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#1 2014-03-15 10:31:08

RobertDyck
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From: Winnipeg, Canada
Registered: 2002-08-20
Posts: 6,920
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Environmental initiatives for Earth

From another discussion:

JoshNH4H wrote:

according to this website rail costs about 30% as much per ton-mile as does sea transport

Very interesting. This strongly argues for intermodal transport for goods within the United States and Canada. That means using a shipping container, carried by rail from city to city. A truck carries the container from supplier to intermodal terminal for transfer to rail. Then another truck carries the container from intermodal terminal at the destination city to final customer. This should eliminate interstate trucking, dramatically reducing truck traffic on interstate highways. It also means truck drivers never leave their city, so get to have dinner and sleep at night with their spouse.

This addresses an environmental issue. One professor told me covering ground with pavement causes increased absorption of sunlight. Highways take away farm land. And pavement redirects ground water into storm drains and ditches. In the Canadian province where I live, we have an increasing problem with floods in spring. This is due to drainage ditches, to drain water quickly. Water used to be held with natural ponds, sloughs, and stormwater retention ponds. Directing water into drainage ditches causes spring melt to drain rapidly, causing rivers to flood. Rail tracks are more narrow, fewer lanes/tracks, and have gravel beds with no ditch. Less land, and rain soaks into ground.

This emphasises one point I keep repeating: all environmental initiatives must save people money. Anything that costs money just won't happen. Replacing inter-provincial or inter-state trucking with intermodal rail-truck, saves money. That's why business will use it, not any environment reasons. Scheduling must be done better to deliver goods from door-to-door just as quickly as trucks.

This is unlikely to reduce existing highways, but can replace new highways or expansion of existing highways. That reduces government cost. It also reduces flood expenses.

Intermodal already exists. And given how inexpensive rail is, why does the long distance trucking industry exist at all? The problem scheduling. Total time from shipper's door to receiver's door. Currently, rail often stacks intermodal containers in a pile at the terminal. What we need is to schedule shipments so a line of trucks waits at the terminal just as the train arives. Line up trucks in the same order as train cars. One container is transfered directly from train to truck, and the truck drives off to its destination. The container never touches ground. That isn't done, so intermodal is slow. Trains are not slower than trucks, it's the transfer between vehicles. Is there a scheduling manager working for a rail company with intermodal service who is capable of doing this? Basically, it's up to one manager at each terminal.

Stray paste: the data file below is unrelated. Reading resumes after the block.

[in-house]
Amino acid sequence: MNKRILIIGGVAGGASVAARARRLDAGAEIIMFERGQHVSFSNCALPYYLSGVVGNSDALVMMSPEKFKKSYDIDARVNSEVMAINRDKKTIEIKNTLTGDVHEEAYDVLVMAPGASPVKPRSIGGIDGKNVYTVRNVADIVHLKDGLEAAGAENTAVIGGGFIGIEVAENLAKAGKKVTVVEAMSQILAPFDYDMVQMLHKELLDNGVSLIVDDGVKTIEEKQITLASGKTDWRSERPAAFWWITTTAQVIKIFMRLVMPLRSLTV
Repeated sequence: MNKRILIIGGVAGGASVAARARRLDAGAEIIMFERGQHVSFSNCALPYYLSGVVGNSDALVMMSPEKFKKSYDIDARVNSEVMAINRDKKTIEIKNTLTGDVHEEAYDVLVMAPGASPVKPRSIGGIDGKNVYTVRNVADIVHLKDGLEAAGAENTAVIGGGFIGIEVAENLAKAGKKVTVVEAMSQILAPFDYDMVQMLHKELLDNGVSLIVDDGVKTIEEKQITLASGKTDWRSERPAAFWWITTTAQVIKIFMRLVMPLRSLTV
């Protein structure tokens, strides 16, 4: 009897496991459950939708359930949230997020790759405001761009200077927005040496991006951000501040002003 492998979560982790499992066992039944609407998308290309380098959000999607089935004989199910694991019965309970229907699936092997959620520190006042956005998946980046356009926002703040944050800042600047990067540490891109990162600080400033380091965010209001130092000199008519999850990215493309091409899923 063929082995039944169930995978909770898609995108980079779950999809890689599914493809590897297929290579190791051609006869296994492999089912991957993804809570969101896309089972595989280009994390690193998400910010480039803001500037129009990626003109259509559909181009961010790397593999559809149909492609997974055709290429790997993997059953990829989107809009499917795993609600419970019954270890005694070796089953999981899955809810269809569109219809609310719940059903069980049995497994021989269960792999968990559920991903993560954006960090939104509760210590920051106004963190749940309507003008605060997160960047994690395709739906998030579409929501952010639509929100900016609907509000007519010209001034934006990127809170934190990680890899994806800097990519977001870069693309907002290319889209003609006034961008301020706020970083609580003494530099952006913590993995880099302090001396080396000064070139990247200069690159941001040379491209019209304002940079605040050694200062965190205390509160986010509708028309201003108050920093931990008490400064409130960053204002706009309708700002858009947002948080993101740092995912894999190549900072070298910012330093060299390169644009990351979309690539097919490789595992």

Europe also has containers optimized for domestic use. They're lighter than containers design for sea; these containers are for use by truck and train only. They aren't strong enough to stack as high as an ocean ship's cargo hold, and aren't designed to withstand salt water. But lighter weight reduces fuel cost.

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#2 2014-03-15 19:34:57

JoshNH4H
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From: Pullman, WA
Registered: 2007-07-15
Posts: 2,526
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Re: Environmental initiatives for Earth

Well, I'm sold.  I should add that I only linked to someone's blog.  While I find the numbers believable they aren't authoritative.

Another benefit to trains is that their large size makes more efficient engines practical.  For example while a truck is only pulling that one trailer and so has a few hundred hp tops, a train can pull hundreds of cars and therefore needs to put out more power.  At higher power outputs turbines are more justifiable.

Trains are also more economical for passenger transport.  I'm not sure why we don't invest in them more


-Josh

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#3 2014-03-16 03:44:44

Terraformer
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From: Logres
Registered: 2007-08-27
Posts: 3,404
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Re: Environmental initiatives for Earth

Perhaps because they aren't? Or rather, they only are if you're the only person in the car. They may require less fuel per person, but no-one really cares about that, they care about how much it costs them, and even with the high tax that's on fuel in the UK, if you've got more than yourself in a car it's cheaper to use the car than buy train tickets.


To secure a planet it is not necessary to colonise it in its entirety, only to secure the most valuable locations. The Lunar poles and Subterran point. Mercury's poles. The equatorial region of Ceres. Hold these, prevent access to their volatiles and anchor points for beanstalks, and independent colonies cease to be viable.

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#4 2014-03-23 14:40:13

Excelsior
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From: Excelsior, USA
Registered: 2014-02-22
Posts: 120

Re: Environmental initiatives for Earth

I would love to see a vast expansion of domestic intermodal rail transport for cargo, if for no other reason than getting the bloody semi's off the freeways.

Passenger rail wouldn't work as well in this country simply because the odds of your final destination being within a practical range an urban rail hub is very small. If you've got to rent a car at the train station, there is no advantage to taking a train over flying, in fact, it's much slower even with the high speed rail systems so popular in geographically smaller countries.